Monday, June 18, 2012

You couldn't make up policies that result from EU's choice for how to handle bank solvency led financial crisis

In his Telegraph column, Ambrose Evans-Pritchard describes just how absurd are the policies the EU is following in order to protect bank book capital levels.

Under the Japanese model for handling a bank solvency led financial crisis, policymakers and regulators do everything they can to protect bank book capital levels and the related banker bonuses.

In doing everything they can to protect capital levels and bonuses, they end up pursuing absurd policies.

This is what Professor Vanis Varoufakis from Athens University has to say about the Troika policies (via Naked Capitalism): 
"Consider what they are telling the Greek people: They are saying that Greece, to remain in the Eurozone, must, 
(a) carry on borrowing from the EFSF at 4% (and thus adding to Greece’s public debt) in order to pay the ECB (which will be making a 20% profit from these payments, courtesy of the fact that it had previously bought Greece’s bonds at a 20% to 30% discount) 
(b) reduce public spending by 12 billion euros in order to be ‘allowed’ to borrow for the benefit of bolstering the ECB’s profits from these transactions involving bankrupt Greece.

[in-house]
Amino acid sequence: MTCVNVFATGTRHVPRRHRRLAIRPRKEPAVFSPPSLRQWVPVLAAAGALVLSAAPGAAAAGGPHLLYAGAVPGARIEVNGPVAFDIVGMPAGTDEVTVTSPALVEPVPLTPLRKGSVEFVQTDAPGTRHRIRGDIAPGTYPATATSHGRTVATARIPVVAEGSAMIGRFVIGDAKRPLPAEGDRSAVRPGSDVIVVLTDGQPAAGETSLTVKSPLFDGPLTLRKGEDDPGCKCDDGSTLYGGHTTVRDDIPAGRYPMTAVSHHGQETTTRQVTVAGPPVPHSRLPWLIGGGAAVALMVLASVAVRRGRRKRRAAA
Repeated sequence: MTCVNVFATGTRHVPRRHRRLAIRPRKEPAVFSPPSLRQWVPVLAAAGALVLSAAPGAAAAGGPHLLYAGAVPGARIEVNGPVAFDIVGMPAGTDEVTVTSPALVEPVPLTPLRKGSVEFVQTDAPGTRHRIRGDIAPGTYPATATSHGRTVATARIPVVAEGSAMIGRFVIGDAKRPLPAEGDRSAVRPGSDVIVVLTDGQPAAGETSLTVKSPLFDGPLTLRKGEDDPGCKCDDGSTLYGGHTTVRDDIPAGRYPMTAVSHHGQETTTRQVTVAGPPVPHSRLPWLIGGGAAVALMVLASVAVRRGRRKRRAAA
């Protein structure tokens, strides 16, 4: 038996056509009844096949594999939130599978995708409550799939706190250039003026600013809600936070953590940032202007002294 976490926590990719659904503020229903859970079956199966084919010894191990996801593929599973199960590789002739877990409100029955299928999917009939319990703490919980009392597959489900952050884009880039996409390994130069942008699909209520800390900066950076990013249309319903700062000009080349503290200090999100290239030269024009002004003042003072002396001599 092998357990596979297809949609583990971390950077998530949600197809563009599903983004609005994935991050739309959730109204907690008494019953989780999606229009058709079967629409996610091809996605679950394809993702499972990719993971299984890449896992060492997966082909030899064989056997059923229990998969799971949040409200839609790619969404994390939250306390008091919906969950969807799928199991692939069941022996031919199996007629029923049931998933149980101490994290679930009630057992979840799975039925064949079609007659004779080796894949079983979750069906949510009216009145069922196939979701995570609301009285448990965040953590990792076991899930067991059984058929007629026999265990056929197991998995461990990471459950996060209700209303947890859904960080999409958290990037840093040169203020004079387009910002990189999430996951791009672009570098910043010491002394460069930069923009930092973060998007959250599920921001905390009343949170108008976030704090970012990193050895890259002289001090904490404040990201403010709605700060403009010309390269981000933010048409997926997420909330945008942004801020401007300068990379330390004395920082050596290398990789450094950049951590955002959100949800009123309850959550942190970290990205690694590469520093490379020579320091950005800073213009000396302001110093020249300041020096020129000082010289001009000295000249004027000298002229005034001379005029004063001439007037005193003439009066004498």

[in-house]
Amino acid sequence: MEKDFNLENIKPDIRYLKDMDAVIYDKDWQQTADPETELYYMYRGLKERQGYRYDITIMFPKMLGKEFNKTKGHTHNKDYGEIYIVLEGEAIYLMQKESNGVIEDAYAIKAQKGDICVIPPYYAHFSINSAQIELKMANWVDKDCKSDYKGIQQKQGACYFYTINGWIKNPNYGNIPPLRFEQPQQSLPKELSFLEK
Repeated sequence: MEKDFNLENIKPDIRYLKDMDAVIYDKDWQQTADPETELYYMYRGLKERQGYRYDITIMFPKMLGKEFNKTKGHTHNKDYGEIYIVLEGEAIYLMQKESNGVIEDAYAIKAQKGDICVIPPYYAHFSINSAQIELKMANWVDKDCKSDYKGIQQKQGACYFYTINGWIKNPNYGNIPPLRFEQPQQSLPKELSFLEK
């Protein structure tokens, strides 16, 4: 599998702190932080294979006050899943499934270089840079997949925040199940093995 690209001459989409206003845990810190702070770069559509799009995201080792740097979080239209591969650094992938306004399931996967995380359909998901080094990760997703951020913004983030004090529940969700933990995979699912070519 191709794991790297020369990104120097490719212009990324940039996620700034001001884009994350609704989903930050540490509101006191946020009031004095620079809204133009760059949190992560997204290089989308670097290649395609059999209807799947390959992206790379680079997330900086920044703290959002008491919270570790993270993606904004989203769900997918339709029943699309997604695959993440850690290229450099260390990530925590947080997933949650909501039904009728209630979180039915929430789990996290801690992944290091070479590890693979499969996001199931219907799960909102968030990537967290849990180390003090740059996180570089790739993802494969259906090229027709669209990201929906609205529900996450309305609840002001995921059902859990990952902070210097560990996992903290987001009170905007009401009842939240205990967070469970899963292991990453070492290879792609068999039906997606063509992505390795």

If the Devil wanted to guarantee that Greece is pushed out of the Eurozone, he and his evil handmaidens could not make up the above, satanic, scenario. 
Meanwhile, the same happens in Spain, where the government is forced to borrow money (at nearly 7%) it can hardly raise in order to shore up banks that are borrowing from the ECB (at 1%) to lend to the Spanish government (at 7%) so that the latter can… bail them out. Not even the sickest of minds could make this up!" 
Indeed, you couldn’t make it up.
Regular readers know that there is an alternative to handling the bank solvency led financial crisis that does not result in absurd policies or enforcing austerity on countries.  This alternative is the adoption of the Swedish model with ultra transparency.

Under the Swedish model, banks absorb the losses on the excess in the financial system today.  Subsequently, they rebuild their book capital levels by retaining 100% of pre-banker bonus earnings.

This alternative is viable because of how the modern banking system is designed.  It has deposit guarantees, so depositors don't care about the level of capital at the bank holding their deposits, and access to central bank funding for unlimited liquidity, so depositors know that funds will be there should they want to make a withdrawal.

As a result of its design, bank capital is reduced to an accounting construct that is there to absorb the losses on the excesses in the financial system and to protect the real economy from the damage that would occur if it were required to carry the excess debt.

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